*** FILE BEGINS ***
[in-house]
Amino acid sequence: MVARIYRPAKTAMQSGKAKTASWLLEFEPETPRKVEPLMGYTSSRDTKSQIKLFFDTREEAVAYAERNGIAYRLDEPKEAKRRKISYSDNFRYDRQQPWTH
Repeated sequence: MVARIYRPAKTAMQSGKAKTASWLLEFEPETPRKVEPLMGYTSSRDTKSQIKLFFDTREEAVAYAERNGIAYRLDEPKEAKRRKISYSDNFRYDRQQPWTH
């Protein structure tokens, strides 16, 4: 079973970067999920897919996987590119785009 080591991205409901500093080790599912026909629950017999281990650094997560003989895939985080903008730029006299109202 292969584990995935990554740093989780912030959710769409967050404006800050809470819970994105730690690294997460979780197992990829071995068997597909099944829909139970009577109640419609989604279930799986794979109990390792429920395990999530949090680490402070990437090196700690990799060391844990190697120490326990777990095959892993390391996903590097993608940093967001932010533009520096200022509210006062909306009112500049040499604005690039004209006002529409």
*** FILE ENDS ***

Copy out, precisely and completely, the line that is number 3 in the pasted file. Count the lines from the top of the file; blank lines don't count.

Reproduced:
Repeated sequence: MVARIYRPAKTAMQSGKAKTASWLLEFEPETPRKVEPLMGYTSSRDTKSQIKLFFDTREEAVAYAERNGIAYRLDEPKEAKRRKISYSDNFRYDRQQPWTH